United Arab Emirates Poultry and Products Annual Overview - September 2005

By the USDA, Foreign Agricultural Service - This article provides the poultry industry data from the USDA FAS Poultry and Products Annual 2005 report for United Arab Emirates. A link to the full report is also provided. The full report includes all the tabular data which we have ommited from this article.
calendar icon 1 September 2005
clock icon 12 minute read
United Arab Emirates Poultry and Products Annual Overview - September 2005 - By the USDA, Foreign Agricultural Service - This article provides the poultry industry data from the USDA FAS Poultry and Products Annual 2005 report for United Arab Emirates. A link to the full report is also provided. The full report includes all the tabular data which we have ommited from this article.

Report Highlights

In 2005 poultry production should remain static given persistent problems within the domestic industry and strong consumer preference for imported products. Market suppliers continue to shift to Western Hemisphere sources. Production in 2006 is forecast to expand 5-10 percent depending on the successful return to operations of a major poultry producer. In 2004 the global avian influenza issue and softer demand in traditional re-export markets negatively affected trade. Poultry sourced from the U.S. showed a strong rebound in 2005 after the market closure in 2004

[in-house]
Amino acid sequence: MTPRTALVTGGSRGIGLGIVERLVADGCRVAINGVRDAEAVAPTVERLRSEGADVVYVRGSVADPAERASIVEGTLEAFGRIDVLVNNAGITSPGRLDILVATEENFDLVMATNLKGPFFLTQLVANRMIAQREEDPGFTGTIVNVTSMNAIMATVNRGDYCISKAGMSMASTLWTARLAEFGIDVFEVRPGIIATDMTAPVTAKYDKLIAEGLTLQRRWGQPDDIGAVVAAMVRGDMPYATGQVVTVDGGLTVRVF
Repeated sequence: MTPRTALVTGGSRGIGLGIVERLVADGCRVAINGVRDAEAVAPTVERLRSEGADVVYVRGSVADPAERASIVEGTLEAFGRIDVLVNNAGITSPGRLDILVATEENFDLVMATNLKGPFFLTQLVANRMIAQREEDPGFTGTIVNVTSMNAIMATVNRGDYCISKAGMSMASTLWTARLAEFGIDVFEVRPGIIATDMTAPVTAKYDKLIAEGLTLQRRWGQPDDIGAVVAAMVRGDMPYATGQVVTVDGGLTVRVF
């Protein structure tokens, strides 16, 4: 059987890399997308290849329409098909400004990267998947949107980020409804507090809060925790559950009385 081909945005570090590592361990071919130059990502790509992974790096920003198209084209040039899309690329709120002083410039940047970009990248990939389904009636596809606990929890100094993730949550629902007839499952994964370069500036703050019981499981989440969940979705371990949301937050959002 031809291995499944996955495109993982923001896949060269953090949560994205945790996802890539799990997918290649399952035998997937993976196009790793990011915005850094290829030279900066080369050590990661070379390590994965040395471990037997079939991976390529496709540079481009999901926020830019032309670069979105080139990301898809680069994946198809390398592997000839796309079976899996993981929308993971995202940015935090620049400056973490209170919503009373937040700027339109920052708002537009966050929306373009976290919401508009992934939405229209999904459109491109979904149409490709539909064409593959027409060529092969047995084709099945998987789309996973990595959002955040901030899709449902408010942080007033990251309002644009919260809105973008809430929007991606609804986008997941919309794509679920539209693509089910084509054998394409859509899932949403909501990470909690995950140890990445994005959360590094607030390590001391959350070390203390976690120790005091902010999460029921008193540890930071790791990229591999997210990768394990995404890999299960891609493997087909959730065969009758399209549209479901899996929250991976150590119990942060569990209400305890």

Executive Summary

Six large and four medium size farms dominate the UAE commercial poultry production, limited to chickens. Total annual production remains static at about 35,000 MT. Though one major producer closed due to production problems, expansion in output by other producers offset declines attributed to that one firm. In 2006, total production is projected to increase 5-10 percent on expectation the reorganization of that producer would translate to that firm becoming a market force once again.

Domestic production satisfies only 20 percent of total UAE poultry demand. In CY 2004, total UAE poultry import volume reached 146,000 MT, representing a decline from CY 2003 as soft consumer demand due to the Asian and North American avian influenza problems and a softer re-export market led to diminished UAE trade. In CY 2005 fading concern over avian influenza and stronger re-export market demand, primarily Iraq, is driving a surge in imports by the UAE. CY 2004 trade data now reflects final official statistics.